Béla Bartók

Béla Bartók, 1881 - 1945

1907: Another folklore discovery gave birth to the Three Hungarian Folk Songs from Csík (BB 45b, 1907): Bartók's first trip to the Székely Hungarians in the mountains of Transylvania made him acquainted with the old style of folk songs in pentatonic scale. Among others he phonographed three vocal songs in a richly embellished instrumental performance played by an old man on a rustic flute. Soon after he returned to Budapest, Bartók arranged them in a very simple but inspired setting for rustic flute and piano (BB 45a), then edited the set in a piano version.

1909-1910: Bartók composes 2 Roumanian Dances (BB 56, Sz 56)
The two Roumanian Dances are "completely Roumanian in character"
The Roumanian peasant music, discovered in Transylvania in 1909, openend up new vistas for Bartók. (...) No. 1 was the favourite in the composer's recitals (he even orchestrated it later as the Roumanian Dance, BB 61)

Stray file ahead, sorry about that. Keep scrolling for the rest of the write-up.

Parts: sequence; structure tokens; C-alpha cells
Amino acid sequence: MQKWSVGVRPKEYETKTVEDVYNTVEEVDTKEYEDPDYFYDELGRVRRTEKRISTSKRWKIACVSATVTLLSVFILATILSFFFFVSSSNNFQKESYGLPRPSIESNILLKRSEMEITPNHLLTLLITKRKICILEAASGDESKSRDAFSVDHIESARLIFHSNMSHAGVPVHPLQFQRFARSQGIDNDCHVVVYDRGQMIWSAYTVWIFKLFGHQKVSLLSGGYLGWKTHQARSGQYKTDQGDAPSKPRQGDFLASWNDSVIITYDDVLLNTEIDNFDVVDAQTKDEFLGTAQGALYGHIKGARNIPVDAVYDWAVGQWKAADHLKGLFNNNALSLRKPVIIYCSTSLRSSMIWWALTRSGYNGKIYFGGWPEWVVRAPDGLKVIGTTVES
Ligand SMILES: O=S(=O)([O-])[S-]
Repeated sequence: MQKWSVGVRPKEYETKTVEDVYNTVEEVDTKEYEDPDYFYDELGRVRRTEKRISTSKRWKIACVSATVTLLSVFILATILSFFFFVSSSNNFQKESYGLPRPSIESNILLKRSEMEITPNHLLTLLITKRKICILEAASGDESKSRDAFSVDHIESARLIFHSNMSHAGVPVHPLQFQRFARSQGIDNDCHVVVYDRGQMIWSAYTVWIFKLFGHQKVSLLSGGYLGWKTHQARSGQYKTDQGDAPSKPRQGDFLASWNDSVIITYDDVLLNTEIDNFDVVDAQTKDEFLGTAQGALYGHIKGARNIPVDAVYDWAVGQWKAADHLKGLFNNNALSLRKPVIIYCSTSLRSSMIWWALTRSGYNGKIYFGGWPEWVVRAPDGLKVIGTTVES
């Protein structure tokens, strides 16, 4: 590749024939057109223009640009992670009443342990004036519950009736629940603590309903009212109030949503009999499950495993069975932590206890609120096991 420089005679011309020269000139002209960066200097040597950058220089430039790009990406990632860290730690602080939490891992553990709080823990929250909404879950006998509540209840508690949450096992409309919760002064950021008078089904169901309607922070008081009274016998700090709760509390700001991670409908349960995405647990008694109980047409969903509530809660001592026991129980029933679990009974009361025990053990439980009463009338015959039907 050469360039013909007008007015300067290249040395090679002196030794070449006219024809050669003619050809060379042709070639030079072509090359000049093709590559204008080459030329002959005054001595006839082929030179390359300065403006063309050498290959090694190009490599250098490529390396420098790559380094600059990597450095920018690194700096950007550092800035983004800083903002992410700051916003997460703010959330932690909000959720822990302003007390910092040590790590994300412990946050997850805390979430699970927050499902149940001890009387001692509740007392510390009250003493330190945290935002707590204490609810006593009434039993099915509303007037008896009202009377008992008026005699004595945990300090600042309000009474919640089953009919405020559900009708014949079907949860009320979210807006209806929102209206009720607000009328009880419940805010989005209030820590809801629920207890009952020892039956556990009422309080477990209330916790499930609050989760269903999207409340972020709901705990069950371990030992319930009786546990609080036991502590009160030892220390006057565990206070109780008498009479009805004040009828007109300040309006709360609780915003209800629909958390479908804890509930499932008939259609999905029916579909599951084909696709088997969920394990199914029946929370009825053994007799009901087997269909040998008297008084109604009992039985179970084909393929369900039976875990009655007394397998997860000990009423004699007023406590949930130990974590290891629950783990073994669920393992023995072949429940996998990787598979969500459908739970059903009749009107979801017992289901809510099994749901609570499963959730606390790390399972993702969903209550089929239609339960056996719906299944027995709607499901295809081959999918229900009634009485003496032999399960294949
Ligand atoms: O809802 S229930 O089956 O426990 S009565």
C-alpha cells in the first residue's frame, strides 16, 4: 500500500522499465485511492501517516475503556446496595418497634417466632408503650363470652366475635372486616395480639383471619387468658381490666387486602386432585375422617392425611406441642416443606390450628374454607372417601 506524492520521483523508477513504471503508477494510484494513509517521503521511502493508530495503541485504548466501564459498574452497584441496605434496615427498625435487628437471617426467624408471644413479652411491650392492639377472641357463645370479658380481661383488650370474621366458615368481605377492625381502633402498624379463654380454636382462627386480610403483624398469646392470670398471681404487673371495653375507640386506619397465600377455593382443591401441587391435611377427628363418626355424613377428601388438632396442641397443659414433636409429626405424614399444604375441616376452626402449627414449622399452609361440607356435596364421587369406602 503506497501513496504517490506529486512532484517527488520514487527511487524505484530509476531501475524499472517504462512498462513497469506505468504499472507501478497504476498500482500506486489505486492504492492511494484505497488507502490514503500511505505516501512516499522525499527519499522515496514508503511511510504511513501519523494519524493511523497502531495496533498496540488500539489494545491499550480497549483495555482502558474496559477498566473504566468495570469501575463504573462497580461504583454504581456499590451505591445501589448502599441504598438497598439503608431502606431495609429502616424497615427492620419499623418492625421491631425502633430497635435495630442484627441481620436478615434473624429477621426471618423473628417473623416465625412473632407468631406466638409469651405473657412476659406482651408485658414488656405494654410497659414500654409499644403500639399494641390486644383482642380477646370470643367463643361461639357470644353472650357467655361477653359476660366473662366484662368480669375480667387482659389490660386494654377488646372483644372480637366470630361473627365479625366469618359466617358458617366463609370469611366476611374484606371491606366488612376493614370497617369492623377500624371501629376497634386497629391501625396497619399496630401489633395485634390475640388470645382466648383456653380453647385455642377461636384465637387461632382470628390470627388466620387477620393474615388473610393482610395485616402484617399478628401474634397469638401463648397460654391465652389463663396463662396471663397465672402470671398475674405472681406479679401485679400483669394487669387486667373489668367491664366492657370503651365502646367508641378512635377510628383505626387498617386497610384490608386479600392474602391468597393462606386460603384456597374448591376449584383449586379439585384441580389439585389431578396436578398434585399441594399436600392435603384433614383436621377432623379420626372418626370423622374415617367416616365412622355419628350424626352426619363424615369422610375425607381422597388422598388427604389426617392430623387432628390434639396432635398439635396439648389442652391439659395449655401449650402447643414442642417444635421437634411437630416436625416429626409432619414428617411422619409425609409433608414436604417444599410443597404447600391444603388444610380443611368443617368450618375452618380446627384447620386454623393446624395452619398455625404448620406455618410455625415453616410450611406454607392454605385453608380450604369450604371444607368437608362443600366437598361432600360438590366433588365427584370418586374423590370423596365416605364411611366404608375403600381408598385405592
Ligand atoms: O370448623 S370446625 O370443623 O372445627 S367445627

1916: Bartók composes Op. 14 (BB 70). He disclosed that movement III had been influenced by Arab music he collected in 1913 in Algeria.

1917: Bartók writes a version for salon orchestra of his Romanian Folk Dances (Sz 68).

1918: Bartók composes Three Studies (BB 81). "Op. 18 is famous for being Bartók's most radical step towards atonal music".

1939: Divertimento for string orchestra (Sz 113). Bartók wrote his Divertimento during just 15 days in August 1939, when he was guest of the Sachers in Saanen, Switzerland. - "Un esprit joyeux s'y mêle à l'angoisse générale ressentie à la veille de la guerre qui devait éclater deux semaines plus tard".

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